Simple work plan / release diagrams

Very simple work/release plan diagrams can be help to help plan and track work/scope for some feature.  Creating these diagrams is usually done by someone that is responsible for delivering a non-trivial feature.


  • These are not formal diagrams and the simpler the better.  That said there is value in keeping to the same uniform format across team members.
  • Boxes and lines (no bidirectional arrows, multiplicities, spheres, etc)
  • Work "flows" from left to right.  i.e. you read it from left to right, and top to bottom with the first scope of work near the top.
  • Vertical "swim-lanes" represent units of time - usually a sprint is a good time frame, however you don't need to start with knowing the exact sprint numbers.
  • Focus on the big picture capabilities (not on the fine details):
    • Start from the whole feature / scope of work, and break it down.  Don't go too far, usually no more than 4-6 boxes in any one sequence.
    • Break it down far enough to find work that is dependent on other work (e.g. to accomplish a forgot password feature I must have the ability to send email).
    • Look for work that can also be done in parallel, ignore for now whom might work on what or how many people might be available.  You can refine the diagram later if need be (though it adds complexity and visual noise).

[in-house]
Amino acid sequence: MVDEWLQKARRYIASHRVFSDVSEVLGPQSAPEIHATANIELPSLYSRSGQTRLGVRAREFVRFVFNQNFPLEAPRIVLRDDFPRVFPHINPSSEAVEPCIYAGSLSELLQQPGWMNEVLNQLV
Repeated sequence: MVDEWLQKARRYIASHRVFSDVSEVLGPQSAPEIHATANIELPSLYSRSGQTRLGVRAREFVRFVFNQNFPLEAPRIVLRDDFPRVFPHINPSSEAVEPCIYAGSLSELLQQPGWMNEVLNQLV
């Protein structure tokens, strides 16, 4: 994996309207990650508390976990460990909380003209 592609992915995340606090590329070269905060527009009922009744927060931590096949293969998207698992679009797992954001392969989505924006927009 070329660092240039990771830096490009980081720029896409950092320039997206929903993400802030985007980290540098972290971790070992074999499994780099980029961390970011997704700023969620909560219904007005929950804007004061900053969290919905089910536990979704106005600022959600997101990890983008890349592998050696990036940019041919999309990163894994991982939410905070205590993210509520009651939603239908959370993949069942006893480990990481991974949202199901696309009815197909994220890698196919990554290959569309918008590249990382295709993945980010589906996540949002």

• Use color to denote varying scope or decision points.
    • If the scope is really large, break it up into multiple releases - focus more detail on the immediate release, and very little on releases that are not immediate.

Example:  DHIS2 interoperability

  • Color denotes 2 main scopes of work:  Publishing metrics and messaging to get metrics from one system to another
  • Ticket numbers are used for ones that exist (so far)
  • Units of time are abstract - we'll fit it to sprints later and possibly put more than one box in one unit of time vertical later.

Example:  Stock Based Requisitions

  • Colors could have helped identify scopes of work (multiple requisition, stock tags, stock on hand aggregates).
  • Units of time have sprint numbers next to them, some sequenced work is delivered within the same sprint.
  • Diagram evolved as work progressed.  While still focused on the bigger picture, the added complexity requires better visual queues to be apparent).

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